At Katarina, we love the vintage feel of the cushion cut's rounded corners and larger facets, which also serve to increase the diamond's brilliance. The larger facets emphasize the diamond's clarity, so be sure that any inclusions in an SI or lower clarity stone do not affect its appearance. Cushion-cut diamonds, also called pillow-cut, are square or rectangular. For a square shape, look for length-to-width ratios between 1 and 1.05. In a rectangular diamond, choose length-to-width ratios greater than 1.15.

 
Cut
    Top Tips
  • Cut is the most important attribute to consider when selecting a diamond.
  • It has the greatest overall influence on a diamond's beauty because it creates much of a stone's sparkle.
Diamond Cut - Katarina
   
Cut is the one characteristic of a diamond that nature does not influence; the quality of the cut results from the skill of the cutter. The facets given to the diamond's surface will help it shine brilliantly—or, if the cut is poor, weaken its spark.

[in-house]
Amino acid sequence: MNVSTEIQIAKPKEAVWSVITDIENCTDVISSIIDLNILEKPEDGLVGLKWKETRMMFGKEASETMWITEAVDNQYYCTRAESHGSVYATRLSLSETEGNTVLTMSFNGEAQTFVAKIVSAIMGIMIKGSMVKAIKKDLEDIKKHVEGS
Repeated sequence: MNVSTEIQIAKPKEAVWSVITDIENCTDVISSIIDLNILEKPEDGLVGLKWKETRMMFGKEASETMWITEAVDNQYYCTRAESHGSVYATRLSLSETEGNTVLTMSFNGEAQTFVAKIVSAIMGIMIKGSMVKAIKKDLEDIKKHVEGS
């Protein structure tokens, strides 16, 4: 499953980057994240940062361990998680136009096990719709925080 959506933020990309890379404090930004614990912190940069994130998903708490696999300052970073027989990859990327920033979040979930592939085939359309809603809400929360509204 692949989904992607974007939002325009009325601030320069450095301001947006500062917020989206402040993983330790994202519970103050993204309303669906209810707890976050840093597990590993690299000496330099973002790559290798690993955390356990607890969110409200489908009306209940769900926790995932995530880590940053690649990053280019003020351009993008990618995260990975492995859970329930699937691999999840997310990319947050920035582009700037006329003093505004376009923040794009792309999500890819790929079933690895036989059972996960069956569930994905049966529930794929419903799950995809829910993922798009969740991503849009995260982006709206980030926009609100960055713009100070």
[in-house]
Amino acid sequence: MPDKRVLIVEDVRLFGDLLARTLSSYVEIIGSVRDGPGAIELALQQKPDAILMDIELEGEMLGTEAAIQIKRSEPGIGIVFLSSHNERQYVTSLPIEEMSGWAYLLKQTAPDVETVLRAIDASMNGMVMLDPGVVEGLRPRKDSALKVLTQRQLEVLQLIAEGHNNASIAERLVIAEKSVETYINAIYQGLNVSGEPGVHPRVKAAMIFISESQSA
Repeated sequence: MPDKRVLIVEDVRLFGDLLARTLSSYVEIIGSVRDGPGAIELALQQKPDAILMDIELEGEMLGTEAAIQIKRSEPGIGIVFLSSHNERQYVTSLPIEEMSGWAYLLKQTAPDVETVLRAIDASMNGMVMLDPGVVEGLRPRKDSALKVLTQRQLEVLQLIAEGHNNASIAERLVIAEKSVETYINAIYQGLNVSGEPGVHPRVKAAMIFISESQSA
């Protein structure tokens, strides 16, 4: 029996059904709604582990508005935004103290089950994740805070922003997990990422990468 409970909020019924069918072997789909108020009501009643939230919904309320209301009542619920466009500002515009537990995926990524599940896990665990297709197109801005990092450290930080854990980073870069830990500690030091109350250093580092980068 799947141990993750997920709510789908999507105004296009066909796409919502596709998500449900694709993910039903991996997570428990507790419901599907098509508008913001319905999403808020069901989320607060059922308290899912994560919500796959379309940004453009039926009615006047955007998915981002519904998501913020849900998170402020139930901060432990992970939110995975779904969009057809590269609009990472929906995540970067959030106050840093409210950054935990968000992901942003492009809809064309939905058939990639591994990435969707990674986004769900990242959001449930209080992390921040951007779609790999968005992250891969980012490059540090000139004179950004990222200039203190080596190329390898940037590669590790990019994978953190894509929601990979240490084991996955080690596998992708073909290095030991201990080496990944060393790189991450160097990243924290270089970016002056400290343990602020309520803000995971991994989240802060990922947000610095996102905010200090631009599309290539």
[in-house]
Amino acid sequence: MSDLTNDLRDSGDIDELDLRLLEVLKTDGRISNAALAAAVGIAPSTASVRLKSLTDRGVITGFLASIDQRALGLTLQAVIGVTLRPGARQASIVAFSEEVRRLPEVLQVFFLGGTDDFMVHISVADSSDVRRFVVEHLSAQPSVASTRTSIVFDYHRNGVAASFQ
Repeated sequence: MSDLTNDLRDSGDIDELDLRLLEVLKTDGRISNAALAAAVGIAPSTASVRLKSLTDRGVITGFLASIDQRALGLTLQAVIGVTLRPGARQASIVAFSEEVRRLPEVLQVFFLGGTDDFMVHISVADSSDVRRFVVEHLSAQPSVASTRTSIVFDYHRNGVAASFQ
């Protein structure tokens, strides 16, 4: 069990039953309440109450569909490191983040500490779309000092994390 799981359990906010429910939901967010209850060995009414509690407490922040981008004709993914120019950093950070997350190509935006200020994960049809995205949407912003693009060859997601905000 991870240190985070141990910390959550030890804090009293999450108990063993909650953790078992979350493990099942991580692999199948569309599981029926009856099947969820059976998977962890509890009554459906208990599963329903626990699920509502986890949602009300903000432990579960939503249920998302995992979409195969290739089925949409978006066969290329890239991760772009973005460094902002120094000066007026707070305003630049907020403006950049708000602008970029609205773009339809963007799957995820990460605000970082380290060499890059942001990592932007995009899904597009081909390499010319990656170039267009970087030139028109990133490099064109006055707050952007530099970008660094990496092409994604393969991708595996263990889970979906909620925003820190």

Given that cut has the most influence on a diamond's sparkle, Katarina recommends choosing the highest cut grade that is within your budget.
Cut grades range from ideal to poor and tell how much light is reflected from the diamond. The best cuts reflect light out of the top (called the "table") of the diamond. An ideal cut reflects nearly all light that enters the diamond. Cuts that are too shallow or too deep are equally poor; in a too-shallow cut, light escapes from the bottom of the diamond, while a cut that is too deep allows light to leave through the side of the stone.